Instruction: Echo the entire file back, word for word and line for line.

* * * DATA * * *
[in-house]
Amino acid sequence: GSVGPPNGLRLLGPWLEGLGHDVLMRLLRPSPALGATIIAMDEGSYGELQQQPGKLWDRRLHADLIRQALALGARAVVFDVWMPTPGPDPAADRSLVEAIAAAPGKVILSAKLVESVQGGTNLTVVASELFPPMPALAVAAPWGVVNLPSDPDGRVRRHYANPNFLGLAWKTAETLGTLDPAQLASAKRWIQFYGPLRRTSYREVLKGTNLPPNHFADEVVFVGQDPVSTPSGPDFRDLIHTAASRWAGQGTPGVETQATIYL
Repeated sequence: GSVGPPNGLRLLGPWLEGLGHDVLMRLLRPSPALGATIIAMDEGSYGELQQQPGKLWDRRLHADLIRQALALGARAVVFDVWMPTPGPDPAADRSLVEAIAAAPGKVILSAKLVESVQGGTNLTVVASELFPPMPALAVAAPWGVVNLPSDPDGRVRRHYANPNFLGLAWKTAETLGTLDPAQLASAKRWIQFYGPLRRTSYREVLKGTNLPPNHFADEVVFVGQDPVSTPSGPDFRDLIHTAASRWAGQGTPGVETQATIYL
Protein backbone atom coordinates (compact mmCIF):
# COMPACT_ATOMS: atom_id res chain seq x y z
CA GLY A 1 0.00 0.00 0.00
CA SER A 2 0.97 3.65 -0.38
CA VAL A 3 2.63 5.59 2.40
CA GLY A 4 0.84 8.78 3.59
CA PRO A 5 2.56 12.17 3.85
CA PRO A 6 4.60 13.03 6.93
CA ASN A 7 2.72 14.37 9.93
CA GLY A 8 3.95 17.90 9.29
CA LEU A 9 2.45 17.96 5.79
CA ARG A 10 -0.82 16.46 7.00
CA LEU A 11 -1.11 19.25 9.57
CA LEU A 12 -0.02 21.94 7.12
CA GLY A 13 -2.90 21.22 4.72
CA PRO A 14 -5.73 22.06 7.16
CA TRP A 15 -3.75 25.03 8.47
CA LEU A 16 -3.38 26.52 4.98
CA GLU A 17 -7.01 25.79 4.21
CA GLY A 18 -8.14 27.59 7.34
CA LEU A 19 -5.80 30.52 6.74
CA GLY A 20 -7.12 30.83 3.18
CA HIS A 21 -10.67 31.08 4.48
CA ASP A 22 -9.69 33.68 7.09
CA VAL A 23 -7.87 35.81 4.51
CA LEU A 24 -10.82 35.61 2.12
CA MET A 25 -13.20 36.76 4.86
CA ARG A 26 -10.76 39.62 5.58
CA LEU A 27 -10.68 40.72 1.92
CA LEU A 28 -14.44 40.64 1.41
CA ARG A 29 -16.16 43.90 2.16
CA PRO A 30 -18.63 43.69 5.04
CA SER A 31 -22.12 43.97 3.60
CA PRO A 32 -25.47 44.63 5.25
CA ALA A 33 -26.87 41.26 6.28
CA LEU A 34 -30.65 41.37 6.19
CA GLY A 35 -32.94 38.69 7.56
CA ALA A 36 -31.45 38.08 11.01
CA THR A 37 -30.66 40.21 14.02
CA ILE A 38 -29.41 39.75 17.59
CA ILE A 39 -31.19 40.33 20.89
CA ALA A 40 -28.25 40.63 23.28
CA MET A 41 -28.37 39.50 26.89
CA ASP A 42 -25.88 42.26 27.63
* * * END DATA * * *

[in-house]
Amino acid sequence: GSVGPPNGLRLLGPWLEGLGHDVLMRLLRPSPALGATIIAMDEGSYGELQQQPGKLWDRRLHADLIRQALALGARAVVFDVWMPTPGPDPAADRSLVEAIAAAPGKVILSAKLVESVQGGTNLTVVASELFPPMPALAVAAPWGVVNLPSDPDGRVRRHYANPNFLGLAWKTAETLGTLDPAQLASAKRWIQFYGPLRRTSYREVLKGTNLPPNHFADEVVFVGQDPVSTPSGPDFRDLIHTAASRWAGQGTPGVETQATIYL
Repeated sequence: GSVGPPNGLRLLGPWLEGLGHDVLMRLLRPSPALGATIIAMDEGSYGELQQQPGKLWDRRLHADLIRQALALGARAVVFDVWMPTPGPDPAADRSLVEAIAAAPGKVILSAKLVESVQGGTNLTVVASELFPPMPALAVAAPWGVVNLPSDPDGRVRRHYANPNFLGLAWKTAETLGTLDPAQLASAKRWIQFYGPLRRTSYREVLKGTNLPPNHFADEVVFVGQDPVSTPSGPDFRDLIHTAASRWAGQGTPGVETQATIYL
Protein backbone atom coordinates (compact mmCIF):
# COMPACT_ATOMS: atom_id res chain seq x y z
CA GLY A 1 0.00 0.00 0.00
CA SER A 2 0.97 3.65 -0.38
CA VAL A 3 2.63 5.59 2.40
CA GLY A 4 0.84 8.78 3.59
CA PRO A 5 2.56 12.17 3.85
CA PRO A 6 4.60 13.03 6.93
CA ASN A 7 2.72 14.37 9.93
CA GLY A 8 3.95 17.90 9.29
CA LEU A 9 2.45 17.96 5.79
CA ARG A 10 -0.82 16.46 7.00
CA LEU A 11 -1.11 19.25 9.57
CA LEU A 12 -0.02 21.94 7.12
CA GLY A 13 -2.90 21.22 4.72
CA PRO A 14 -5.73 22.06 7.16
CA TRP A 15 -3.75 25.03 8.47
CA LEU A 16 -3.38 26.52 4.98
CA GLU A 17 -7.01 25.79 4.21
CA GLY A 18 -8.14 27.59 7.34
CA LEU A 19 -5.80 30.52 6.74
CA GLY A 20 -7.12 30.83 3.18
CA HIS A 21 -10.67 31.08 4.48
CA ASP A 22 -9.69 33.68 7.09
CA VAL A 23 -7.87 35.81 4.51
CA LEU A 24 -10.82 35.61 2.12
CA MET A 25 -13.20 36.76 4.86
CA ARG A 26 -10.76 39.62 5.58
CA LEU A 27 -10.68 40.72 1.92
CA LEU A 28 -14.44 40.64 1.41
CA ARG A 29 -16.16 43.90 2.16
CA PRO A 30 -18.63 43.69 5.04
CA SER A 31 -22.12 43.97 3.60
CA PRO A 32 -25.47 44.63 5.25
CA ALA A 33 -26.87 41.26 6.28
CA LEU A 34 -30.65 41.37 6.19
CA GLY A 35 -32.94 38.69 7.56
CA ALA A 36 -31.45 38.08 11.01
CA THR A 37 -30.66 40.21 14.02
CA ILE A 38 -29.41 39.75 17.59
CA ILE A 39 -31.19 40.33 20.89
CA ALA A 40 -28.25 40.63 23.28
CA MET A 41 -28.37 39.50 26.89
CA ASP A 42 -25.88 42.26 27.63